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Master of Landscape Architecture (M.L.A.)
Year Degree Awarded
Month Degree Awarded
Rural Planning, Land Use Regulations, Rural Character, Place Attachment, Landscape Preference, Land Trusts
This research examines the perceptions and attitudes of residents in five rural communities located in the Hilltowns of Western Massachusetts: Ashfield, Chesterfield, Conway, Goshen, and Williamsburg. The research aims to explore the divide between local residents’ strongly held support for private property rights and a concomitant desire to maintain the qualities that contribute to the social, ecological, and aesthetic experience of a rural town, including a viable farm and forest economy. Previous research in the same project utilized mailed, written surveys. In this case, in-depth, in-person interviews were conducted with ten residents of the study area in order to complement the breadth of information gleaned from these earlier studies.
The research goal was to inform planning efforts that strive to balance the preservation of rural character with growth and change. Questions were asked to ascertain the individual’s connection to the rural community, including length of residency, occupation, and other demographic variables. Further questions were posed to learn how participants felt that landowner rights to develop property and government intervention to preserve land could be effectively balanced.
Results showed that landowners’ desire to retain their property rights remains in conflict with their wish to see their communities remain rural in the face of new development. Medium-term residents may be the most motivated group to get involved in ways to balance landscape change and development with a need to preserve town character. According to study participants, local governments should focus their efforts on voluntary, cooperative measures. Such measures should ideally minimize bureaucracy and maximize a multi-jurisdictional approach in considering a variety of techniques to resolve tough land-use conflicts. Local land trusts emerged as the best-positioned entity to forge cooperative ventures with farmers, landowners, and others in protecting the places of greatest value to those who live and work in the rural landscape. The need for education and communication was vitally expressed. This study sheds new light on the different nuanced and sometimes conflicting attitudes about preserving the rural landscape, but also offers hope for solutions based on collaborations between local governments, land trusts, and local residents.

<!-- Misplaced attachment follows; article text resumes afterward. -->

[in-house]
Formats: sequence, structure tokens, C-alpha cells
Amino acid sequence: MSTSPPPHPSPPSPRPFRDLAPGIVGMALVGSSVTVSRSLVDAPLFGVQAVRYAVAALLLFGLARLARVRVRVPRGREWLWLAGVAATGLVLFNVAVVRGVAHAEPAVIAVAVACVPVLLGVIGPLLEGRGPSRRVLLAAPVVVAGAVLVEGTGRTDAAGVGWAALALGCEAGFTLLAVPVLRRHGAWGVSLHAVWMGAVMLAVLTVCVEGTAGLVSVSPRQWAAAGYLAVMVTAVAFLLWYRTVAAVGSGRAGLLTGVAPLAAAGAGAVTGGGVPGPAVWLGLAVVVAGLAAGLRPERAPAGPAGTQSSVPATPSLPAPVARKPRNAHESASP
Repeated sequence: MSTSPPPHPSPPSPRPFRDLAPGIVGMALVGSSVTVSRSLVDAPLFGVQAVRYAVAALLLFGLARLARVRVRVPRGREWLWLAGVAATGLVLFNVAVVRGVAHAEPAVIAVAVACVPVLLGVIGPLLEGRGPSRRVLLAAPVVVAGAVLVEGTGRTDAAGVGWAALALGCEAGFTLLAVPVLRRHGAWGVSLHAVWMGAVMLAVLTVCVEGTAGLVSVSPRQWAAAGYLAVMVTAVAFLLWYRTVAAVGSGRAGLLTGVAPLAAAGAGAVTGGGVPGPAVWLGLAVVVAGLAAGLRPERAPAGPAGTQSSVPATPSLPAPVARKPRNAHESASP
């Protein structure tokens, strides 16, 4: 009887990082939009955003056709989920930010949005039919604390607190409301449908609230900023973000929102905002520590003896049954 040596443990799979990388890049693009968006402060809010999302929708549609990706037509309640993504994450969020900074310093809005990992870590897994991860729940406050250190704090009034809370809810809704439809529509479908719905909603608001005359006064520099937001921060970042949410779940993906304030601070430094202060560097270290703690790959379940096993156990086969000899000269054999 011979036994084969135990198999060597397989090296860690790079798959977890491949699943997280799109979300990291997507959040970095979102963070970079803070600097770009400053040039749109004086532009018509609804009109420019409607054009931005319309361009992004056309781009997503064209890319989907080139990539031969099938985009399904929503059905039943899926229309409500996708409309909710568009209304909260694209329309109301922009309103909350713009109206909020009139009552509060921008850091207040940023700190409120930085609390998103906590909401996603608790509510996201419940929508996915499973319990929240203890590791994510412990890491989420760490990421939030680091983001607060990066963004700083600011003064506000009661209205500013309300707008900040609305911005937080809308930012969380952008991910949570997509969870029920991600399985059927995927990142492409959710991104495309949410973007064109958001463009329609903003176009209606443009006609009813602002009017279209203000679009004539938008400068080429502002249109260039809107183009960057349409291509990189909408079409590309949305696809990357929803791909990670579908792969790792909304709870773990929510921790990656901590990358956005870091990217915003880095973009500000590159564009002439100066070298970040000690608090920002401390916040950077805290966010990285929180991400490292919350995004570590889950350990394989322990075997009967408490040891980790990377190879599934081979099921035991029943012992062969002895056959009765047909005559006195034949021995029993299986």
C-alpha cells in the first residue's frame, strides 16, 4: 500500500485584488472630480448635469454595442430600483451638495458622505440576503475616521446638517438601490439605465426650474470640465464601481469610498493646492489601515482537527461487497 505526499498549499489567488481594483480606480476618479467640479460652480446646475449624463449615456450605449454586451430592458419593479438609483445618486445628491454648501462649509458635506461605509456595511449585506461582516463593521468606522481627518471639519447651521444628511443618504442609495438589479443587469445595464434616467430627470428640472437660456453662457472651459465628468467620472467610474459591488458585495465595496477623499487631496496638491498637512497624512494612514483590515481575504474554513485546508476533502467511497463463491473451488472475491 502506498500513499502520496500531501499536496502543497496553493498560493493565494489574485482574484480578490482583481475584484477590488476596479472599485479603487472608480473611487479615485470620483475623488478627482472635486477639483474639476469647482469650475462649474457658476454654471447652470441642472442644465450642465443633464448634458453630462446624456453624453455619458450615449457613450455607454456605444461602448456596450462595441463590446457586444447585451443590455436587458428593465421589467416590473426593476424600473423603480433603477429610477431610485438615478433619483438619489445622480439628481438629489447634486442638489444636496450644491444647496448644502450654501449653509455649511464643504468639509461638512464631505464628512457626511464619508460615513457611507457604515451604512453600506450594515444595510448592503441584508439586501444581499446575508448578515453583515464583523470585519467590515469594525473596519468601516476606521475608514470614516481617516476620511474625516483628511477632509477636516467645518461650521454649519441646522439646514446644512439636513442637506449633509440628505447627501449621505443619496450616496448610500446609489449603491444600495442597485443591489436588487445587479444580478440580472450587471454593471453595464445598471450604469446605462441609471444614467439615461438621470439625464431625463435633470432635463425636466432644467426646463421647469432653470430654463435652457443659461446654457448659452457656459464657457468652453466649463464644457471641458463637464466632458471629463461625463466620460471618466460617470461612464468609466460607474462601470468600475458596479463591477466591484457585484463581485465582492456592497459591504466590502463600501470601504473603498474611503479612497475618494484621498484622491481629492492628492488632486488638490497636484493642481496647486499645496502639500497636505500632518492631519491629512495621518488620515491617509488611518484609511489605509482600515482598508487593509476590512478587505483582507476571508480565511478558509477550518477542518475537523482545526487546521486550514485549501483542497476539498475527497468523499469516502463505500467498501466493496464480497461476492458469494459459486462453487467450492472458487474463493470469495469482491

Robert L. Ryan